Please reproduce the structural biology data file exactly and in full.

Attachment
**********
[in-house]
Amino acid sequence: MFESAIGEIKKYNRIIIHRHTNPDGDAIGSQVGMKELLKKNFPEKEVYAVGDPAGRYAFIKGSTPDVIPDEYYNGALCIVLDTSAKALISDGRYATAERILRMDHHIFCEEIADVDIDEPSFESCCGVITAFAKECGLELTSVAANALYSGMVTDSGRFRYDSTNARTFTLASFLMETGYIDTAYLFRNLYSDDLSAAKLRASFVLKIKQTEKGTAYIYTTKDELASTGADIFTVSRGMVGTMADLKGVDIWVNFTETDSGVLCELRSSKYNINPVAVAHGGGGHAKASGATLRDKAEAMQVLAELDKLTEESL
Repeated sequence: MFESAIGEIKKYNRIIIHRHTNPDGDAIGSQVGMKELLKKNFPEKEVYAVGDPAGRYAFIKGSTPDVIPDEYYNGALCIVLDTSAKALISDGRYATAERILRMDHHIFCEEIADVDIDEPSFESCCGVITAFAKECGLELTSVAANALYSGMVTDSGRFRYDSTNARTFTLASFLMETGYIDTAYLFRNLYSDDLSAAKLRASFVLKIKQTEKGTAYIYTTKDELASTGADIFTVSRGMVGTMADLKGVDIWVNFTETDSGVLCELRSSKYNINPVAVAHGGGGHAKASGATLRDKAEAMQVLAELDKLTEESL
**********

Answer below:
[in-house]
Amino acid sequence: MFESAIGEIKKYNRIIIHRHTNPDGDAIGSQVGMKELLKKNFPEKEVYAVGDPAGRYAFIKGSTPDVIPDEYYNGALCIVLDTSAKALISDGRYATAERILRMDHHIFCEEIADVDIDEPSFESCCGVITAFAKECGLELTSVAANALYSGMVTDSGRFRYDSTNARTFTLASFLMETGYIDTAYLFRNLYSDDLSAAKLRASFVLKIKQTEKGTAYIYTTKDELASTGADIFTVSRGMVGTMADLKGVDIWVNFTETDSGVLCELRSSKYNINPVAVAHGGGGHAKASGATLRDKAEAMQVLAELDKLTEESL
Repeated sequence: MFESAIGEIKKYNRIIIHRHTNPDGDAIGSQVGMKELLKKNFPEKEVYAVGDPAGRYAFIKGSTPDVIPDEYYNGALCIVLDTSAKALISDGRYATAERILRMDHHIFCEEIADVDIDEPSFESCCGVITAFAKECGLELTSVAANALYSGMVTDSGRFRYDSTNARTFTLASFLMETGYIDTAYLFRNLYSDDLSAAKLRASFVLKIKQTEKGTAYIYTTKDELASTGADIFTVSRGMVGTMADLKGVDIWVNFTETDSGVLCELRSSKYNINPVAVAHGGGGHAKASGATLRDKAEAMQVLAELDKLTEESL